The North Wales Residual Waste Treatment Project (NWRWTP) will see a new facility deal with about 150,000 tonnes of waste from across the five counties so the amount of rubbish sent to landfill is reduced to meet Welsh Government targets.
The final two bidders in the running for the mult-million pound contract – Sita UK and Wheelabrator – both specialise in incineration and identified the Deeside site as the one they would build on if chosen.
Deputy council leader Bernie Attridge, who represents Connah’s Quay, said: “My worst fears have become a reality. I have significant concerns for the health and wellbeing of the residents of Deeside.”
“I will continue to press for absolute assurances over the impact of emissions – and I will be seeking those assurances immediately.”
NWRWTP bosses say as much waste as possible will be transported by rail to reduce carbon emissions and air quality monitoring will be of a higher level than normal industry standards.
NRWRTP chief executive Colin Everett said: “The studies we have show it will make a marginal impact on air quality in an already industrial area – a miniscule impact.”
Project leaders say members of the public will be invited to a series of information and feedback sessions throughout September and October
Deeside Incinerator protesters seek assurances over health issues
Aug 30 2012 By Claire Devine
A FLINTSHIRE taxpayer is backing councillors’ calls for assurances the gases belched from an incinerator at Deeside Industrial Park will not damage people’s health.
North Wales Residual Waste Treatment Project (NWRWTP) leaders say the building of a 150,000-tonne-a-year burner will have a minimal impact on air quality in an already-industrial area.
But an anti-incineration campaign group has told the Chronicle there is no evidence to counter their claims the dioxins emitted are harmful.
Last week community leaders in Deeside expressed their concerns about the potential impact of the burner, and said they would be seeking assurances.
NWRWTP bosses say air quality monitoring will be of a higher level than normal industry standards, but action group CHAIN (Cheshire Anti-Incineration Network) say there is no way they can disprove claims burning plants cause health problems.
Chairman Brian Cartwright has previously told the Chronicle: "Areas near to incinerators have higher rates of cancer and heart disease, and there is a linear increase in mortality."
CHAIN spokesman Liam Byrne added: "We have repeatedly made the point that there is no medical research which can be used to give reassurances to the public about the potential health effects."
Project leaders say members of the public will be invited to a series of information and feedback sessions throughout September and October, but the dates and venues have not yet been confirmed.
Incinerator Q & A
How was the site selected?
The partnership worked closely with all five authorities to conduct a thorough search for suitable sites, and project leaders say bidders have been free to propose other locations throughout the process. The council-owned former steelworks site in the centre of Deeside Industrial Park was chosen as the most suitable, in part because it’s a brownfield site away from homes with excellent rail links. The NWRWTP did identify a possible site near Holyhead and entered into talks with the owners Anglesey Aluminium, but the company later opted out.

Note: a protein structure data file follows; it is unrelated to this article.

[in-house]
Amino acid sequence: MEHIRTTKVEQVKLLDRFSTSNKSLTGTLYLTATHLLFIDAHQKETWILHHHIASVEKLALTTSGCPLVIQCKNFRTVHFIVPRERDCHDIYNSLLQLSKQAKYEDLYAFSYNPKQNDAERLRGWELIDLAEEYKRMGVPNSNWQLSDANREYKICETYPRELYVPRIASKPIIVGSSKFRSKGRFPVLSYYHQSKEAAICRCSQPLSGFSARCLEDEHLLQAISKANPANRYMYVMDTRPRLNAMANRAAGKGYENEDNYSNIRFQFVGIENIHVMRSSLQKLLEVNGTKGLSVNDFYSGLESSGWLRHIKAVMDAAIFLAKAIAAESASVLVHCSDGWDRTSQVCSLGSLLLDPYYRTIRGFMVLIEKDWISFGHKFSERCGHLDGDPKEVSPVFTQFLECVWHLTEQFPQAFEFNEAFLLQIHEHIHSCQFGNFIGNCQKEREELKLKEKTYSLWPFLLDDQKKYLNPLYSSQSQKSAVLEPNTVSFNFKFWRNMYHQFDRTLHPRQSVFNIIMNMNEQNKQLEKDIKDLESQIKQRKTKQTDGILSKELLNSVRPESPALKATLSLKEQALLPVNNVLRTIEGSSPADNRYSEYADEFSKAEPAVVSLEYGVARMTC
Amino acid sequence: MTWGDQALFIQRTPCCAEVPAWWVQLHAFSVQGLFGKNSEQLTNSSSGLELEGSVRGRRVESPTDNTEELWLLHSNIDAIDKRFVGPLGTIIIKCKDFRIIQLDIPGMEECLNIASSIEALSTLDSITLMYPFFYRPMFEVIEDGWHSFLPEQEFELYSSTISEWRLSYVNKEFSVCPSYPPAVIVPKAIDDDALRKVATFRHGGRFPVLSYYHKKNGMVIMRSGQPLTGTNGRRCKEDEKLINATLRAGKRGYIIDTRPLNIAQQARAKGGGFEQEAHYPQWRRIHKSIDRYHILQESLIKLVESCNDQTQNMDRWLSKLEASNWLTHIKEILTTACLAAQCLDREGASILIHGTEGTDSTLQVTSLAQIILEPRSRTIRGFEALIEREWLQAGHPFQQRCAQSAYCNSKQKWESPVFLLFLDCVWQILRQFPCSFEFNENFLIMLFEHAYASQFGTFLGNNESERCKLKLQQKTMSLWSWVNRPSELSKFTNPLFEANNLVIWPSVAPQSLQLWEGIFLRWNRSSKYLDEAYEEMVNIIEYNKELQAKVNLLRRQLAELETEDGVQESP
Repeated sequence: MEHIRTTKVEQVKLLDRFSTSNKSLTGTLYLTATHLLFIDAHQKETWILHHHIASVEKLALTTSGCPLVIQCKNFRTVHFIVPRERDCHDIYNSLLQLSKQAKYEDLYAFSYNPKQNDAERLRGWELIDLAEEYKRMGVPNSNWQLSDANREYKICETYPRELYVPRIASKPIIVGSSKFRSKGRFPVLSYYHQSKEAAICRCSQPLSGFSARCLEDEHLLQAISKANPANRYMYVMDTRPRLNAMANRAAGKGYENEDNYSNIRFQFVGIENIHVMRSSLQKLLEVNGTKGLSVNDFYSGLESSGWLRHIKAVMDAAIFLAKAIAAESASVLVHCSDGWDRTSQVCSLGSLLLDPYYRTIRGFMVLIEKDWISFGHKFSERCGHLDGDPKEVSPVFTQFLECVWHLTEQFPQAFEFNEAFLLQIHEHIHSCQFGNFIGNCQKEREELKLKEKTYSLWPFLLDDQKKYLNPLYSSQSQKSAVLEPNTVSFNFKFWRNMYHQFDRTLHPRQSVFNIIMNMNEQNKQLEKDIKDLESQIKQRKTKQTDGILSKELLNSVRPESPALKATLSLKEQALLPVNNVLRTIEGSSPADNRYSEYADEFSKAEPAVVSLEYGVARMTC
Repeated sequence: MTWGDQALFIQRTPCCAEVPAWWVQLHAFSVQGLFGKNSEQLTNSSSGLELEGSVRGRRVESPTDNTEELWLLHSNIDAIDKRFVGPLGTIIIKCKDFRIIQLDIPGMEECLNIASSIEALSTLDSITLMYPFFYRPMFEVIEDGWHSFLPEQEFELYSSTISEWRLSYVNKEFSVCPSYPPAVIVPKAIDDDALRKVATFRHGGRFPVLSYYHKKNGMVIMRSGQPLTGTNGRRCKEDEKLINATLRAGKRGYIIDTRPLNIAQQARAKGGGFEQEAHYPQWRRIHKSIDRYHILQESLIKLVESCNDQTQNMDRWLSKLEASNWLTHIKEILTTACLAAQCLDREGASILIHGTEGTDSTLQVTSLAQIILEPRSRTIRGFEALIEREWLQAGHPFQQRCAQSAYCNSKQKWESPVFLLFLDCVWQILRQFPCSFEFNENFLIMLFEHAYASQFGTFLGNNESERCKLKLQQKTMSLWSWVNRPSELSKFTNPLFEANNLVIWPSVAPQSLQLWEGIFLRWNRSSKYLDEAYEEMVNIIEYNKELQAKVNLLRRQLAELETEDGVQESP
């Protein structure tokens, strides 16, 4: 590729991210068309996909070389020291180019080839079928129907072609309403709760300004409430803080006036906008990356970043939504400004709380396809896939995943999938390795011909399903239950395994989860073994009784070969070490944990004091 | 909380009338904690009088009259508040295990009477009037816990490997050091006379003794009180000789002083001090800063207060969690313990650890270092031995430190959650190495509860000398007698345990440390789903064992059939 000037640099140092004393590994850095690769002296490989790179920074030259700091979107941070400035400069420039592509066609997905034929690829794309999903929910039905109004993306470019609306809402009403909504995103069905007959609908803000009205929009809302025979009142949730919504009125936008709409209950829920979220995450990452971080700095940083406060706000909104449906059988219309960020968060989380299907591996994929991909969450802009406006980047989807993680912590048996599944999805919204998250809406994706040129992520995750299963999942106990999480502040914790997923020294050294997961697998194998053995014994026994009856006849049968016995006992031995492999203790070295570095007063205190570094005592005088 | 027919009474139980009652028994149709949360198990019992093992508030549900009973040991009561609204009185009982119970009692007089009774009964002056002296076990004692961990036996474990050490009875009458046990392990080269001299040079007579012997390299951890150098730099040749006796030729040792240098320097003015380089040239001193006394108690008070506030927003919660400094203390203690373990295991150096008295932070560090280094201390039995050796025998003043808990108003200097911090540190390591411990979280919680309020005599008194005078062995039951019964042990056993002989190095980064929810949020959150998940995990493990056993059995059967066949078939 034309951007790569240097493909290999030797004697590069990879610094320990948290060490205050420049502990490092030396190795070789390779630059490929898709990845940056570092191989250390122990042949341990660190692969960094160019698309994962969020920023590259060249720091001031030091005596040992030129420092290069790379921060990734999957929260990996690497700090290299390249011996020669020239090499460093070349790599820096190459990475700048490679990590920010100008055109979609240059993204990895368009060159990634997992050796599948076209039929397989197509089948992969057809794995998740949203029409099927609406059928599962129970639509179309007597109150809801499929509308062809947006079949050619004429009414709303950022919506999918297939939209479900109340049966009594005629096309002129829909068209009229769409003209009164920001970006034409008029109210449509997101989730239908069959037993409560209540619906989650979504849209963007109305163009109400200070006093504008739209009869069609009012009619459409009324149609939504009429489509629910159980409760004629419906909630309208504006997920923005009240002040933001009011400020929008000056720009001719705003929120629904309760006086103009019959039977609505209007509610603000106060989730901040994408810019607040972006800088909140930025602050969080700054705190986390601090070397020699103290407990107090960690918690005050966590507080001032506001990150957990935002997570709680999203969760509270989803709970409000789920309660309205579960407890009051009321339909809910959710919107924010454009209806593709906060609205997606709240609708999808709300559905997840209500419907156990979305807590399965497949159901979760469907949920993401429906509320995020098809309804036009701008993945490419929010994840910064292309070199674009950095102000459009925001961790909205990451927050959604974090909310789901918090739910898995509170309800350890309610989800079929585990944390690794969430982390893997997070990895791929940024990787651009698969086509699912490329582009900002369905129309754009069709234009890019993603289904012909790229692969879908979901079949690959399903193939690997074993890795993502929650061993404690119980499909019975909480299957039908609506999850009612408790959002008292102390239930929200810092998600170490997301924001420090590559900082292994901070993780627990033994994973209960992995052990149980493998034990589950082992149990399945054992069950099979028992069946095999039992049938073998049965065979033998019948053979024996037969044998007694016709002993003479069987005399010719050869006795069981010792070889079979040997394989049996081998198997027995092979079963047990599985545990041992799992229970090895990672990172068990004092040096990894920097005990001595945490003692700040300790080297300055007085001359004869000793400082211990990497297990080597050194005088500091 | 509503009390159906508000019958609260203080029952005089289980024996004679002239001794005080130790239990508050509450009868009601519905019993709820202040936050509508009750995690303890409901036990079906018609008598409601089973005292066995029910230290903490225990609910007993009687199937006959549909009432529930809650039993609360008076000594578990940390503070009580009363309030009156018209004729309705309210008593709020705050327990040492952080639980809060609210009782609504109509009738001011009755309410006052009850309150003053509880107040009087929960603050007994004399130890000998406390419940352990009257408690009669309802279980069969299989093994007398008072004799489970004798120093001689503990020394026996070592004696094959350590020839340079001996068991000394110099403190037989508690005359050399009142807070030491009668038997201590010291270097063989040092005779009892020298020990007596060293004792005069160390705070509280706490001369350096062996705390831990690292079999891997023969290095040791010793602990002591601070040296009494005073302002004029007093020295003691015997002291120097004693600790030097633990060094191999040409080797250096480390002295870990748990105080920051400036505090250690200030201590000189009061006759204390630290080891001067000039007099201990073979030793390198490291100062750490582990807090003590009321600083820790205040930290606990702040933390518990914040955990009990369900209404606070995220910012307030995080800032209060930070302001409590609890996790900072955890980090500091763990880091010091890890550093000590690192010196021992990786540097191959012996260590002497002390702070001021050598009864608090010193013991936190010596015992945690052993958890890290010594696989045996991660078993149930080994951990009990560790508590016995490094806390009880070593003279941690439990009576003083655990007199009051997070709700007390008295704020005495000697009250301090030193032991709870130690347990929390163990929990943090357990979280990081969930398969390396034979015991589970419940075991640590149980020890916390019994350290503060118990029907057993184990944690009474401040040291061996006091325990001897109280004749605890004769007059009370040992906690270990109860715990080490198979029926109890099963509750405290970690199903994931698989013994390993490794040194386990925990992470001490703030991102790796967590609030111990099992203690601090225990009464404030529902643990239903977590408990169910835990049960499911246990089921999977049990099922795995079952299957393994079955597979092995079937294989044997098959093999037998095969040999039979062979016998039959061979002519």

What will be burnt there?
The rubbish remaining after materials have been separated for recycling or composting is generally composed of a mix of wastes such as non-recyclable plastics, textiles, paper and card contaminated by food, nappies and DIY waste.
How are impacts on the environment and residents considered?
Project leaders say the impact of the plant has been considered ‘in depth at every stage of the site selection process’. A NWRWTP spokesman said: "The company selected will be required to carry out an environmental impact assessment in preparation for submitting a planning application. "These will include assessment of the proposal’s impact on air quality and health, highways and transportation, noise and vibration and climate change. "The operator will need to apply to the Environment Agency for a permit, in which they will need to show they intend to operate in an environmentally acceptable manner. "If this application is successful then they will need to operate in strict compliance with their permit conditions."
Why is the proposed solution ‘energy-from-waste’?
The Welsh Government says EfW is the most sustainable solution. It means residual waste is used as a resource to make electricity or as heat for industry, offices or homes.
How big will the building be?
The NWRWTP team says the facility will be ‘small in comparison to other industrial buildings that surround the site’. The main processing building would be about 5,500 sq m, less than 10% of the size of the main building at the adjacent Toyota plant and about half the size of the Asda Queensferry site. The height of the building would be a maximum of 46m, with the chimney stack unlikely to be more than 80m.
Will the plant operate 24 hours a day?
Although the facility itself will operate 24 hours a day, seven days a week, HGV deliveries will likely be restricted to daytime hours.